Ninja Showman Tackles Net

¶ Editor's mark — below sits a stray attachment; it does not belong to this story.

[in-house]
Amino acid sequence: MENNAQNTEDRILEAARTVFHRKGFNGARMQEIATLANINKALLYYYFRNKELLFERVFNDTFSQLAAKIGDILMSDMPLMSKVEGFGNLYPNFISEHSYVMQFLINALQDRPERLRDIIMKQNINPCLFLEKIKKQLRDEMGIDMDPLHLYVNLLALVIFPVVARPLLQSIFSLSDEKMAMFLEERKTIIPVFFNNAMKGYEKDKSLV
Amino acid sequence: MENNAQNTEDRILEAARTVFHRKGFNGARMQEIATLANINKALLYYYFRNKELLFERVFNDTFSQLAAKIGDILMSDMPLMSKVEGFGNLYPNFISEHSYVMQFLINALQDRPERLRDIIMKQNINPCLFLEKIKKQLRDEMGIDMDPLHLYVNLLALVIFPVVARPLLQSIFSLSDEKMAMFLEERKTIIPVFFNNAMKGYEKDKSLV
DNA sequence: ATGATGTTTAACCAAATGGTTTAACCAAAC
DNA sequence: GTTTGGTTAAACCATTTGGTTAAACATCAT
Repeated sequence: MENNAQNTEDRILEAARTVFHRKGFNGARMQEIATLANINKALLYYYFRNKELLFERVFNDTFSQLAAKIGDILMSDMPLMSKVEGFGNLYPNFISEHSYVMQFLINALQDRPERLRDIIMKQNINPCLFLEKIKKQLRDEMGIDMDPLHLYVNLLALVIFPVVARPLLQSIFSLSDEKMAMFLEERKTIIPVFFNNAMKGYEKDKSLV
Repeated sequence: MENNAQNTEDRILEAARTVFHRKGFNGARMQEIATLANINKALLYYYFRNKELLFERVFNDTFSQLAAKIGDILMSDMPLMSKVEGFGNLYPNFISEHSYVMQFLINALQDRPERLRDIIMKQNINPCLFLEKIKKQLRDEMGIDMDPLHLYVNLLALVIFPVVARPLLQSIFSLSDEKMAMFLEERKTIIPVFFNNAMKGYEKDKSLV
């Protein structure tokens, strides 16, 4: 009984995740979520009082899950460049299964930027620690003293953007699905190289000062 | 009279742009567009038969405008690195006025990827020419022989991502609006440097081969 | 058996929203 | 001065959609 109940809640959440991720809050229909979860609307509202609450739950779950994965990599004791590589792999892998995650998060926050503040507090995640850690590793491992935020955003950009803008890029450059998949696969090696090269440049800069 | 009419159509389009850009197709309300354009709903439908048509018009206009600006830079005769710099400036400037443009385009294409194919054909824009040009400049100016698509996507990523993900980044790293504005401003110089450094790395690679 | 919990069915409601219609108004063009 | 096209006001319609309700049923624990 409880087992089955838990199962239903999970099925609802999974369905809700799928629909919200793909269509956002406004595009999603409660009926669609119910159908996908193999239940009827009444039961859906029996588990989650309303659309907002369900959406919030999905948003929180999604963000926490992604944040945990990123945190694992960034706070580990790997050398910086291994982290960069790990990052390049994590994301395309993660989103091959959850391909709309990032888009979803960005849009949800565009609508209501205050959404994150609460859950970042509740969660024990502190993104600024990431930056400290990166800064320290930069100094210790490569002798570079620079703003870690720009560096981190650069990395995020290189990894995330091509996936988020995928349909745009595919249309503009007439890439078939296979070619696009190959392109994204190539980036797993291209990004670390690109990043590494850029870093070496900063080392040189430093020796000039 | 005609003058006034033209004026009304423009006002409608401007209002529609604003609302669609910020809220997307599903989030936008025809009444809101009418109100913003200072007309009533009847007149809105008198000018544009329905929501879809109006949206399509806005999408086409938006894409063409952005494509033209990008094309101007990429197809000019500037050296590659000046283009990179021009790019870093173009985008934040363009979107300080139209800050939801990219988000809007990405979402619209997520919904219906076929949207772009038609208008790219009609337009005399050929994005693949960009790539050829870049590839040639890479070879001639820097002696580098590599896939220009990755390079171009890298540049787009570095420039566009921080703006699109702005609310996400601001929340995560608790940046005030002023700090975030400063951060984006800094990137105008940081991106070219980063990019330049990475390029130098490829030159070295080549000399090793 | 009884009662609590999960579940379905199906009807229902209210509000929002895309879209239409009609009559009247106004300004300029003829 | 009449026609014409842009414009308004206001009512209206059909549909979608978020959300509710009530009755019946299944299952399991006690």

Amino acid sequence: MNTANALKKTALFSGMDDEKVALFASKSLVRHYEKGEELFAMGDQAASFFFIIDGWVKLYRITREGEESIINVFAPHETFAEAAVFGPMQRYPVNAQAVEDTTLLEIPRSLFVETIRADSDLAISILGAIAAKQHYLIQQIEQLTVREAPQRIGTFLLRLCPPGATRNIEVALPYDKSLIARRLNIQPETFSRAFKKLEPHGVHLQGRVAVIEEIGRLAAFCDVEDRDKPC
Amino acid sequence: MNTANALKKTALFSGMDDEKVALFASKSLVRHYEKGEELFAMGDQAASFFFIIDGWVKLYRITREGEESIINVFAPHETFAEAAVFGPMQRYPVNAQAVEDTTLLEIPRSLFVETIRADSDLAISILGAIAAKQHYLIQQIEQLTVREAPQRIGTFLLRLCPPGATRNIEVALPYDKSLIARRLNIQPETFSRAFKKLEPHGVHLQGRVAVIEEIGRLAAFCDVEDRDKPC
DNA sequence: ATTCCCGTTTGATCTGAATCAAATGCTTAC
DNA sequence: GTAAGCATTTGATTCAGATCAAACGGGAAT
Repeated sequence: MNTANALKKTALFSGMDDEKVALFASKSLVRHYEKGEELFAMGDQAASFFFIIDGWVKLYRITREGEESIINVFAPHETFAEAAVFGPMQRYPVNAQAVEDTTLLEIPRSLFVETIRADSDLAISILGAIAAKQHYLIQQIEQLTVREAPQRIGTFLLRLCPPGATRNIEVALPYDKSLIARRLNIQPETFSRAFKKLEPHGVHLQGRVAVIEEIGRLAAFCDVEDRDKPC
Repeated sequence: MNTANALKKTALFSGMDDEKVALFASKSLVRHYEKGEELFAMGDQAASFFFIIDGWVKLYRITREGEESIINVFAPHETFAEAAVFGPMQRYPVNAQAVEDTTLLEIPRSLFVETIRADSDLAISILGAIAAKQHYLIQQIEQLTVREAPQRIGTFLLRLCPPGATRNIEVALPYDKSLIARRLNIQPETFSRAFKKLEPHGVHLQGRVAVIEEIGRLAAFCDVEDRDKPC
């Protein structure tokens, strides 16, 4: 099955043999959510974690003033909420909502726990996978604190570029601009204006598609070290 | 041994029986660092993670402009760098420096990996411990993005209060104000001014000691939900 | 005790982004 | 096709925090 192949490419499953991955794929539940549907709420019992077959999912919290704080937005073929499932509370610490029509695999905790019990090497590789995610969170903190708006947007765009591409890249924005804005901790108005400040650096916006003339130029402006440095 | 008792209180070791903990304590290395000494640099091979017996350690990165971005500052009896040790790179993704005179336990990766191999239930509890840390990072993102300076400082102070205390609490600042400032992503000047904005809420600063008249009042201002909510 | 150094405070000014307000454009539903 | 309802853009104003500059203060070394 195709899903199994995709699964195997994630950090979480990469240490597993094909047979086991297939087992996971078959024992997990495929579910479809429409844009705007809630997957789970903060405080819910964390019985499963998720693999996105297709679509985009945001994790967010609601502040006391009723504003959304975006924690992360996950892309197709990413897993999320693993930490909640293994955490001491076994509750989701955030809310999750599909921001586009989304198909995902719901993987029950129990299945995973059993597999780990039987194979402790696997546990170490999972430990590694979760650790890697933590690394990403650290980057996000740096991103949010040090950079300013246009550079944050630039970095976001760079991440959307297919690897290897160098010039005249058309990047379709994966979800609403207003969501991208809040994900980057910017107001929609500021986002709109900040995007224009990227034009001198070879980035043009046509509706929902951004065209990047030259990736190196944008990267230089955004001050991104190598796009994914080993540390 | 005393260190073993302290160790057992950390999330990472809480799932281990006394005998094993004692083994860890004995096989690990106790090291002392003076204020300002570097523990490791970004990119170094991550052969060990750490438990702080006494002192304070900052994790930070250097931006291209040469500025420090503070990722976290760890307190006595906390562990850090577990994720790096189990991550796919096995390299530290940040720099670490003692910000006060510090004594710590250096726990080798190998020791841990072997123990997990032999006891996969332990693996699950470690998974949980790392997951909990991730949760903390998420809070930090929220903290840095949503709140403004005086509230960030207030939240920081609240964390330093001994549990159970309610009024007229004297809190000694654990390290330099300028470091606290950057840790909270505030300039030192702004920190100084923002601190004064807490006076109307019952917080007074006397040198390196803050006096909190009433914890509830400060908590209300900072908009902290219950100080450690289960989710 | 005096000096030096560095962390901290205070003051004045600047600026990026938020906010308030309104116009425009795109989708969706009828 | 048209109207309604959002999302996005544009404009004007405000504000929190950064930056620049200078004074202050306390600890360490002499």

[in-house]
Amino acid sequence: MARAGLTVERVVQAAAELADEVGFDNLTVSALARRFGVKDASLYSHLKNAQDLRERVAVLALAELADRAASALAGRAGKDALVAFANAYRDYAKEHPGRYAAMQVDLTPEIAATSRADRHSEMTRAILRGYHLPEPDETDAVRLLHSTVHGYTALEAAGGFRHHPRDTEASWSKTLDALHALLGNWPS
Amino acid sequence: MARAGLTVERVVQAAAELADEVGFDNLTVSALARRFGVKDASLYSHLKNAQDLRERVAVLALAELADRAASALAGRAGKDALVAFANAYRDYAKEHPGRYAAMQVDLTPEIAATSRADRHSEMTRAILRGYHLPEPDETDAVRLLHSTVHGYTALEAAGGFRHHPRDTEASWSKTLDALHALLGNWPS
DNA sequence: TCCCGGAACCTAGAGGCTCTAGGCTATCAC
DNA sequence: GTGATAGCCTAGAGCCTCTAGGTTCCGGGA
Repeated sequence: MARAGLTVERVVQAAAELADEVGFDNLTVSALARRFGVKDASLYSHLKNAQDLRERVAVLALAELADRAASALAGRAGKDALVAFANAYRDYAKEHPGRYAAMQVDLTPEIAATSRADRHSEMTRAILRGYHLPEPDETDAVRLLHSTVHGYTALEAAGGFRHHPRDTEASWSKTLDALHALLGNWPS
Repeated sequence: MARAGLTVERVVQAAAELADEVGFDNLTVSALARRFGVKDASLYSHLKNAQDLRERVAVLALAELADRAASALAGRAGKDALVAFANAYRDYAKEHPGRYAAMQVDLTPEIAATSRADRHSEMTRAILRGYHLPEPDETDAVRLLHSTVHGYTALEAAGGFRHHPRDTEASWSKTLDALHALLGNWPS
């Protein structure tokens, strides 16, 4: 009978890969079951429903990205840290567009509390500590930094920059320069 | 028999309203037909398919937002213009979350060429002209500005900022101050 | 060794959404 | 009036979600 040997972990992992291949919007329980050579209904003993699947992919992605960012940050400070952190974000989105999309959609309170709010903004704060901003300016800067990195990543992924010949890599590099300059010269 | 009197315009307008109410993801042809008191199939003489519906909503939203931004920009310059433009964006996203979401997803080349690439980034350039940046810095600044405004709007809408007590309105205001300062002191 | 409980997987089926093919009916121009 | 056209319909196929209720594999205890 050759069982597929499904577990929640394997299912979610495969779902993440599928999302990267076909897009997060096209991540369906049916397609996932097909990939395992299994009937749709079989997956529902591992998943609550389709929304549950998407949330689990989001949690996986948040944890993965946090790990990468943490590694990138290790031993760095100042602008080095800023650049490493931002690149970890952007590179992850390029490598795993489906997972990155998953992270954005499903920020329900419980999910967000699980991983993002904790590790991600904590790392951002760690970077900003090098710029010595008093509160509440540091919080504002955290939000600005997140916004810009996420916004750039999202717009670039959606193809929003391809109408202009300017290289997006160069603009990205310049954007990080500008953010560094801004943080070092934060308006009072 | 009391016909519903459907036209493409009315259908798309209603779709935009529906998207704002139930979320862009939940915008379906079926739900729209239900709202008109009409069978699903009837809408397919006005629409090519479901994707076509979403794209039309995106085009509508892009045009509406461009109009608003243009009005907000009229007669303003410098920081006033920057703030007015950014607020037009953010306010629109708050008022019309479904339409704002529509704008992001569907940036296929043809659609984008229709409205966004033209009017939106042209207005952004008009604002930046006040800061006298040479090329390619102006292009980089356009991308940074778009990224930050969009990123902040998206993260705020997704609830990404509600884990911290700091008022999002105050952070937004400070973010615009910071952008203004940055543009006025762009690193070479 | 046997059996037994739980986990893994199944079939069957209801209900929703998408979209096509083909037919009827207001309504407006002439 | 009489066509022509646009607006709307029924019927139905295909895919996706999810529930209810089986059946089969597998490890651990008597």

It was the late '80s, and the man now turning Microsoft Network into an on-line entertainment supermall, Bob Bejan, was pitching a rather wacky idea. Bejan told the company licensing the rights to what were then comic book characters called the Teenage Mutant Ninja Turtles that he wanted to create and tour a Turtles rock 'n' roll band. Crazy as it was, the idea was being pitched at the same time by a far more experienced producer, Steve Leber, whose New York company had managed tours for Aerosmith and other musical stars. Leber recalls that even though he had the credentials, Bejan was the one who wowed the licensing company. As a former Broadway song-and-dance man who once appeared in Chorus Line, the 36-year-old Bejan is a master showman who knows how to sell an idea.He also knows how to cash in. In the end, working together on the "Coming Out of Their Shells" tour, Bejan and Leber attracted a million-dollar financing offer from MCA Music and Entertainment. The pair turned it down so they wouldn't have to give up ownership rights, choosing the unprecedented route of going it alone. Then Bejan started singing, as the lead vocal on a Ninja Turtles album that he and Leber sold exclusively to Pizza Hut. "We sold 3 million albums at three bucks a piece," says Leber. "That's $9 million. And that's how we financed the show." When the show, beginning in 1989, proved phenomenally successful, grossing $75 million, Bejan and Leber became rich men. "I did the day-to-day marketing, but Bob definitely created the marketing plan," Leber allows.Microsoft Network vice president Laura Jennings insists that she hired Bejan this spring as the network's executive producer because of his creative vision, not his marketing savvy. Like her, Jennings says, Bejan believes the Web has to become less text-dependent and more "active" with video and sound. But it also seems likely that Microsoft execs gravitated toward a man of the same ilk, a good talker with an aggressive business style who made his fortune by spurning a big corporation to seize an opportunity, just as Microsoft did by spurning IBM. "He's the same kind of personality," agrees Patty Stonesifer, the outgoing head of the Interactive Media Division, which includes MSN. "He wants to win."Moreover, there's no question that Bejan intends to apply his business sense to his new job. "Hey, it's all about distribution, marketing, and advertising," Bejan says in his office on Microsoft's Red West campus one day recently, a couple of weeks after helping to stage a press preview for a revamped MSN. "Think about a big studio. Of course, it's all about the product, but you have to get people to see that product. That's the difference between a student film and a blockbuster. It's all about banging the drum loud enough for people to hear."Bejan knows he won't pack 'em in with software jargon, one of the differences he does have with typical Microsoft execs. Funky in appearance, his face dominated by glasses splattered with colors like a child's finger painting, he has something of the lounge lizard in him, able to coast into easy-listening patter. MSN, he cooed at the press preview, was the place to "get dialed into what's hip and happening."One of his key initiatives since moving here from Hollywood in March was to repackage sites on the network as "shows," which can be found on any of six "channels" and which are tried out for a "season" or two. Bejan backs away from the obvious TV analogy, saying the concept of a show is as old as antiquity. "The Greeks were putting on shows in amphi-theaters," he says. Indeed, Bejan often compares the Internet to the theater. He elaborates, "There's the community of it, the way that the audience interacts with the creative element, the choreographed experience." That experience, in reference to the Net, is Bejan's way of describing his attempt to provide some guidance for users, by presenting a smorgasbord of places to go, rather than leaving them to search aimlessly for something interesting.It's an artful comparison, one that looks to a future, more active experience--Bejan would say "articulated"--rather than to the magazine-like feel of Web sites today. At the same time, Bejan's new terminology fits neatly into Microsoft's stated strategy of turning the Net into a mass medium like TV, a goal that has pushed the company into the content business and caused it to morph virtually overnight into a media powerhouse.The endeavor has cast Bejan in the role of Hollywood producer, despite his standard-issue Microsoft cubicle. He says yea or nay to a steady stream of pitches that are already coming into a development company Microsoft has recently set up called M3P (Microsoft Multimedia Productions), which has offices in Los Angeles and New York. Ever ready to replace a failing "show" with a new one, Bejan will oversee production of between 35 and 50 new programs this year. He says he wants to almost double the number of programs available on each channel, to between seven and 10. Shows currently on MSN range from Michael Kinsley's highbrow Slate, to the adventure travel site Mungo Park, to the teen soap opera High School. Bejan is not the Hollywood player Microsoft might have picked to fill this role. After the Ninja Turtles tour, he founded a company that produced interactive films for movie theaters, which had audience members vote on plot turns with the use of a joystick by their seats. His Interfilm Inc. ultimately collapsed, sending him to the interactive arm of Warner Bros., where he spent a short spell as creative director. A credible career, but Steven Spielberg he wasn't.Those who know him, however, almost always talk about his unapologetically commercial instinct, a trait that Microsoft was bound to value in its pursuit of a mass market. "He himself is the ultimate consumer," says John Sanborn, a Berkeley director who worked on a project for Interfilm. "He goes to movies, he listens to records." Like him, Sanborn says, Bejan was raring to go see Mortal Kombat 2 when it came out. "He's not like a lot of Hollywood executives you meet who are insulated from their audience," Sanborn says.Bejan's hunch about the Ninja Turtles--that their incarnation as a rock 'n' roll band would entertain adults as well as kids--obviously proved commercially sound. His trouble at Interfilm, however, may have stemmed from being too commercial, if that can be a euphemism for dumbed-down. For example, the plot of the Bejan-directed movie Ride for Your Life concerned a couple of bike couriers fighting off an alien invasion. Even the movie's Seattle-area publicist, Robin Buxton of Bill Lanese Advertising, says, "The storyline was very, very simplistic." According to Bejan, Sony canceled a deal to distribute several pictures, forcing Interfilm to close. The matter is now the subject of a lawsuit.Yet, Bejan walked away from that experience with his reputation still intact, having won kudos in the new media world for innovation. "It was a nice, noble effort," says Gary Hare, president of Fathom Pictures, an Internet and CD-ROM company in San Francisco. "It was the kind of thing that you try." Failures are considered par for the course in an industry that is still taking shape.Bejan is still experimenting at MSN, as anyone working in new media must. He describes the effect he's aiming for in this way: "I have only one rule, and that concerns the concept of suspension of disbelief. In a linear medium, you try to get the audience to suspend disbelief as quickly as possible, so that they lose themselves in the narrative. In an interactive medium, suspension of disbelief exists when the audience starts to believe they're in control. You need to take the audience from being spectators to being collaborators." He points to Mungo Park, saying that audience members felt like they were part of the writers' recently completed expedition down an Ethiopian river that runs through the deepest gorge in Africa, because they could send email to the writers mid-expedition.Whether sending email amounts to real collaboration is a debatable point. And the truth is, the best site on MSN is the most conventional of all, Slate, which even Bejan admits is an on-line magazine, not a show. Nonetheless, Bejan is, if anything, an optimist. He believes the Internet industry today is where the film industry was shortly before its first masterpiece, Birth of the Nation. He says, "We're getting closer to Birth of the Nation every day."